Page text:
I’m sorry. I’m obsessed. If I feel this way about my dog, how am I going to feel about my kid? Everything he does, I’m like, ‘How did you get so clever and so perfect?’ I feel like, because he is some kind of weird mutt and we don’t actually know what breed he is, that he was designed by some sort of higher power to hit all my cuteness triggers. That someone was like, ‘Oh, let’s make his eyes this big and his nose this colour and his ears like this; it’ll make Lena crazy.’ I never got to see him as a puppy so I actually told my boyfriend, not even as a joke, that I want to get him cloned. But it’s like $100,000 to clone a dog, and that money should go to charity. But I do want to know what he looked like as a baby. I think sometimes, ‘Where’s your mother? Do you have siblings?’ I think about his life and the mystery of it and sometimes I make my boyfriend tell me the story of where he came from. He says he came from a garbage heap in upstate New York. That he was born in a landfill site and he walked to the city to find us. It’s a nice theory.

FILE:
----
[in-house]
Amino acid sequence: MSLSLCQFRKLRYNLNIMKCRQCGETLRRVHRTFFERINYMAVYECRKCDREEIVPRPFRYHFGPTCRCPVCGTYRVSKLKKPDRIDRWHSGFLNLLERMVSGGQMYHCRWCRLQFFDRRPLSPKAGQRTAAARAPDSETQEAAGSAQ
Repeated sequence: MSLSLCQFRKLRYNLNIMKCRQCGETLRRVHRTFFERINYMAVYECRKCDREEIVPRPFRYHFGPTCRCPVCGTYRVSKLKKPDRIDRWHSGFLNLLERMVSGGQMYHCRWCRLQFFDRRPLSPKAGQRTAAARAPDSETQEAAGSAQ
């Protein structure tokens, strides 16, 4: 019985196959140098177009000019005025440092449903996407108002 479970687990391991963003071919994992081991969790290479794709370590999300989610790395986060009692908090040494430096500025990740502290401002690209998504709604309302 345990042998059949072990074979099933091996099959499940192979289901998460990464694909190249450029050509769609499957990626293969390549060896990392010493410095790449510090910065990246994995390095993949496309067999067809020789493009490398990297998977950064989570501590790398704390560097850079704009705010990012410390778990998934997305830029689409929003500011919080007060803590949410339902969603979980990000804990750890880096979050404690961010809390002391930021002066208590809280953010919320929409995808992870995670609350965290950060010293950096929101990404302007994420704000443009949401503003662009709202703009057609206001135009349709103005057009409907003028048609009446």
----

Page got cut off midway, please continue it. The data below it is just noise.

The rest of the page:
Lena Dunham’s collection of essays Not That Kind Of Girl: A Young Woman Tells You What She’s “Learned” (£16.99, Fourth Estate) is available to buy now

Book cover

Lena Dunham is the guest editor of this week's issue of Stylist. Download the full issue to your phone, tablet and Kindle here.



Lena Dunham chats exclusively to Stylist.co.uk